By Leonam dos Santos Guimarâes
*The writer is a nuclear and naval engineer (Ph.D.) and a member of the Brazilian National Academy of Engineering. CEO of Eletronuclear S.A. Coordinator, Brazilian Navy Nuclear Propulsion Program.
RIO DE JANEIRO | 17 December 2023 (IDN) — The new generation of small modular reactors (SMR) is expected to provide greater safety, lower costs, easier financing, better compatibility with limited-sized national power grids, and reduced design risks, which could improve social acceptance and attract private investment.
Because of this, the nuclear community and even the mainstream media are increasingly turning to SMRs to herald a long-awaited but never observed “nuclear renaissance.” But this will not happen if SMR developers repeat the mistakes of the past. Over-promising on low costs is a major issue: remember the early claims that nuclear electricity would be “too cheap to measure”.
It has not yet been demonstrated that the economies of scale that have led to nuclear power plants becoming ever larger can be offset by the multiple economies that are expected from assembly line factory production, assuming that full order books can maintain these lines busy. But for how many of the more than 80 SMR projects in development will there be a market big enough to feed an assembly line for factory production? What would be the minimum order to make investment in the factory and its assembly line viable?
Already 50 years ago, physicists and engineers designing large nuclear power plants were focused on the interesting challenges of proposing more and more reactor variants that appeared, on paper, to be more efficient, safer or cheaper. But even the comparatively limited variety of designs proposed at that time proved to be more of a hindrance than an advantage.
The United Kingdom, for example, hesitated for years to make difficult choices while building and operating expensive, one-of-a-kind units of many different designs.
The most successful large reactor program occurred in France, where an early decision was made to restrict itself to a standardized PWR design. Today, the clear lesson is that only a few SMR projects can hope to benefit from the economics of multiples and thus achieve commercial success.
Another mistake from the past that also affects the economy is the long deadlines required for the implementation of nuclear power plants. Many of the delays are due to technical or project management deficiencies, but a major contributor has often been the time taken for regulators to license a new project.
Develop a set of “risk informed” regulations
The way to overcome this obstacle is to develop a set of “risk informed” regulations, tailored to smaller SMR projects, and then harmonize licensing regulations across all potential user countries. A useful precedent is the US Federal Aviation Administration, whose aircraft regulations are accepted globally as the technical basis for all national regulations.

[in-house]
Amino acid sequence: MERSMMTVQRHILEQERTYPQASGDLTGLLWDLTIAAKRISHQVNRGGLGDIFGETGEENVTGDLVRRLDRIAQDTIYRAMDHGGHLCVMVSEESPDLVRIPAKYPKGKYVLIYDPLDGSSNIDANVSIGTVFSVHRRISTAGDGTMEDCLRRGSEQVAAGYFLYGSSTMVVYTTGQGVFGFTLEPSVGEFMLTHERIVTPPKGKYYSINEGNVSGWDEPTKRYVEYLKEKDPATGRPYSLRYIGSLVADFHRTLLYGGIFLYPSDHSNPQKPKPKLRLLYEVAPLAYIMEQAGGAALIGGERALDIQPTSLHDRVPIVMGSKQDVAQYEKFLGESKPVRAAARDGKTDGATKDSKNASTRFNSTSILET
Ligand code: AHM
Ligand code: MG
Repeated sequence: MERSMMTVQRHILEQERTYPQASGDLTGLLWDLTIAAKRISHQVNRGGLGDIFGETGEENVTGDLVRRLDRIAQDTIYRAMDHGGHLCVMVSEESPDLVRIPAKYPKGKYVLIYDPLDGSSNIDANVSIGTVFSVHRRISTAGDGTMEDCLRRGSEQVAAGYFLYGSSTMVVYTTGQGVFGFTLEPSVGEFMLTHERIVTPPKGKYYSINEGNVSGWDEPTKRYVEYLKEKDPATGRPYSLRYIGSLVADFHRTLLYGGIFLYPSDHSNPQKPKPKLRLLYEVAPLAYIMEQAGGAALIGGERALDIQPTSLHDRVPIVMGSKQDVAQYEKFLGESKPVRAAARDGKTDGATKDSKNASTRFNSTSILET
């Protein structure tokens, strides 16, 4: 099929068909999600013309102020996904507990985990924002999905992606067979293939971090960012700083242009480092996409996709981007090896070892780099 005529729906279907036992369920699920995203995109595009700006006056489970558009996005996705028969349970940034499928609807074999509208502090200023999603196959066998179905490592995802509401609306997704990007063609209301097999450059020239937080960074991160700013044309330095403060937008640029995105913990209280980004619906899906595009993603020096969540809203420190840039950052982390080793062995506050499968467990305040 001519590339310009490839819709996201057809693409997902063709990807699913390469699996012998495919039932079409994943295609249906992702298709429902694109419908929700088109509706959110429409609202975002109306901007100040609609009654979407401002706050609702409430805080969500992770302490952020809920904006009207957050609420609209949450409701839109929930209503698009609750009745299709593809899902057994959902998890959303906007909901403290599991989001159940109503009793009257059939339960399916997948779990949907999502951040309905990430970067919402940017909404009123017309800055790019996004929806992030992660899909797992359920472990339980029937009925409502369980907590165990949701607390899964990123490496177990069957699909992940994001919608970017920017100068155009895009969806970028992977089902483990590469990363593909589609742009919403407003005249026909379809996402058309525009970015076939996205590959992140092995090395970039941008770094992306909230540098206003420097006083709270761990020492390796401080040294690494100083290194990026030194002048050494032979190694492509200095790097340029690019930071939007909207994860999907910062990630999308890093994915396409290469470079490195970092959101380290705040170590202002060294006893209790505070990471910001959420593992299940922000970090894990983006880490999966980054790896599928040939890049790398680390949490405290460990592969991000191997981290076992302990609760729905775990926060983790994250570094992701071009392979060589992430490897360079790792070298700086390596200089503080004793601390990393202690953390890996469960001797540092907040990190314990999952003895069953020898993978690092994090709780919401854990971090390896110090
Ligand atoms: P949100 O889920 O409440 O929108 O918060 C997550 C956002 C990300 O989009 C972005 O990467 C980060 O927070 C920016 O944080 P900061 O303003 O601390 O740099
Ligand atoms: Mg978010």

But getting the economics of SMR right and reducing permitting and construction times will not alone solve the problem. There are other challenges that major reactor designers ignored until too late.
The clearest example here is the negligence in addressing the issue of safe disposal of spent fuel and/or high-activity radioactive waste. Even today, although final disposal facilities are being implemented in safe geological structures, for example in Finland, the “unsolved waste problem” is still presented by many as an objection to the expansion of nuclear energy.
SMR developers should, at the design stage, consider what waste will be produced and, at the selection stage, should offer specific help and advice to their potential customers, especially if these are small or new nuclear nations.
Nuclear proliferation and security concerns
In addition to these potential impediments to widespread SMR deployment, there are some new issues to be addressed. One of them is related to nuclear proliferation and the security concerns that may arise in a scenario in which hundreds of SMRs are distributed throughout the world, in many countries without nuclear experience and, in some cases, in remote regions within these countries.
In the end, due to their smaller fissile inventories than compact designs, nuclear safety concerns with widespread SMR deployment may be smaller than with current nuclear plants, with their much larger inventories of fissile materials. However, the issue must be discussed now by the nuclear community and not ignored until nuclear opponents in potential SMR user countries raise it as a deterrent.
If we are to learn from the bitter lessons of expected nuclear renaissances in the past, then we must learn from the mistakes made then and also anticipate any new and innovative issues that will arise with the widespread deployment of SMR.
It is also worth remembering that the nuclear renaissance expected in the first decade of the 21st century ended up not occurring mainly due to the Fukushima accident. Today the Zaporizhzhia plant has been severely threatened by the Ukrainian War. A severe accident could jeopardize all the efforts that have been made to ensure that the nuclear renaissance actually takes place in this third decade, driven by deep decarbonization combined with energy security. [IDN-InDepthNews]
Image: Small modular reactors (SMRs) have a power capacity of up to 300 MW(e) per unit. Many SMRs, which can be factory-assembled and transported to a location for installation, are envisioned for markets such as industrial applications or remote areas with limited grid capacity. Credit: A. Vargas | IAEA
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